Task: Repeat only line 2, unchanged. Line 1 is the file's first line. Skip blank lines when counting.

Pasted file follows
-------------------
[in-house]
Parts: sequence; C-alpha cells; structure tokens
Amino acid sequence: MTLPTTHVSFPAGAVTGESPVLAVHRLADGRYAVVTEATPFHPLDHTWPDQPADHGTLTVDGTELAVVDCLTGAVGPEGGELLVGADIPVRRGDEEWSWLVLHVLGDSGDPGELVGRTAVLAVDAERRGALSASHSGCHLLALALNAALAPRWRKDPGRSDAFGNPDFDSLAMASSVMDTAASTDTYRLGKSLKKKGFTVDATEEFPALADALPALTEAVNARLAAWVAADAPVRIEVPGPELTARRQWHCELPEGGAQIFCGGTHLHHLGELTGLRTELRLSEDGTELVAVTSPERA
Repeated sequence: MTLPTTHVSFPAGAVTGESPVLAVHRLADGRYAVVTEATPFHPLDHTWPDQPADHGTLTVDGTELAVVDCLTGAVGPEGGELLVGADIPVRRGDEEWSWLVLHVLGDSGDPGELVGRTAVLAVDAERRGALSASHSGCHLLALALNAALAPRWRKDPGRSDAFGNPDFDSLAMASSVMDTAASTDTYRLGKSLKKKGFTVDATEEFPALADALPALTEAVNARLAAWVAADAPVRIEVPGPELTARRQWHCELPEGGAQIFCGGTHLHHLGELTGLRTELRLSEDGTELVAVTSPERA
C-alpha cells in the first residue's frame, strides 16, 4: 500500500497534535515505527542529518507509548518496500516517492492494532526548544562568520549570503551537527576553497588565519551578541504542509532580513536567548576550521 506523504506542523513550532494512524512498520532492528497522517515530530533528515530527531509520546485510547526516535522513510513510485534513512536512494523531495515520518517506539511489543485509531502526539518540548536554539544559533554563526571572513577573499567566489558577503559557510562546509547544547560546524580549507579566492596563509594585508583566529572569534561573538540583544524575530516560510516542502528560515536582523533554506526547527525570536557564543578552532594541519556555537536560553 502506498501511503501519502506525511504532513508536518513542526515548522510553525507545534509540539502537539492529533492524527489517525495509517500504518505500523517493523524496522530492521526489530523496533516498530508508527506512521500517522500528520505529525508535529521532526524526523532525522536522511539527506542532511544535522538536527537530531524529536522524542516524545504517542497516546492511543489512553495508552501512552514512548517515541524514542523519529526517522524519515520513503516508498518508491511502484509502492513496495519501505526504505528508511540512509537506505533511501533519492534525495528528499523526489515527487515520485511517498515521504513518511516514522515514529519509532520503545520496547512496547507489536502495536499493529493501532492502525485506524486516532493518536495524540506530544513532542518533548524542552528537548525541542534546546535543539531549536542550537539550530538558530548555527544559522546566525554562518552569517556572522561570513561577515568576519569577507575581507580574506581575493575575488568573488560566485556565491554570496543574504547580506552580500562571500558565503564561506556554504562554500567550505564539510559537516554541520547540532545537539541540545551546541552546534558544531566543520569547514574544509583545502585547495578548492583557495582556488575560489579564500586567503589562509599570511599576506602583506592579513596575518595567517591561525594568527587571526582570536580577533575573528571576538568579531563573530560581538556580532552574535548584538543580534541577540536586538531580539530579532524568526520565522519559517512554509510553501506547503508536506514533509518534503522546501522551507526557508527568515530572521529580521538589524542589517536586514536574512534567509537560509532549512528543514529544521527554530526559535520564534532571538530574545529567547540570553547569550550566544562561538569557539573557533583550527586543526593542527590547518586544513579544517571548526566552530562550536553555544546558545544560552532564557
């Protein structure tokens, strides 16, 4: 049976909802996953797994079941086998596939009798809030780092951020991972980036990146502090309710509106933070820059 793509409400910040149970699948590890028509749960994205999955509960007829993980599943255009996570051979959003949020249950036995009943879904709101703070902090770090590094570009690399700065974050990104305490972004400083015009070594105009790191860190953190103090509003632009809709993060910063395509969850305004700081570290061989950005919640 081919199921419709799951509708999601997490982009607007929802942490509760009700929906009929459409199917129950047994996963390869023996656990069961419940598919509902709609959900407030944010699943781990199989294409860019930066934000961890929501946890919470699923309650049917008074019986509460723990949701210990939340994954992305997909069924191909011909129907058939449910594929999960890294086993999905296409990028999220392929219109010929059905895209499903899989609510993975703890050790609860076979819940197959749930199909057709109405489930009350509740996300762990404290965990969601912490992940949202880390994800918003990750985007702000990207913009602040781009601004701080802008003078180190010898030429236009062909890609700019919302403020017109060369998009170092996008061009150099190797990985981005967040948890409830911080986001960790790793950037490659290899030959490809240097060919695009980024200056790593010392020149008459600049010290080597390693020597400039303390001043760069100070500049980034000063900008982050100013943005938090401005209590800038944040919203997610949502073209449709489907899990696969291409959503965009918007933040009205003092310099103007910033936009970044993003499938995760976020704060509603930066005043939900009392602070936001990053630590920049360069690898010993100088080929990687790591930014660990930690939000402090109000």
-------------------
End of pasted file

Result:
Parts: sequence; C-alpha cells; structure tokens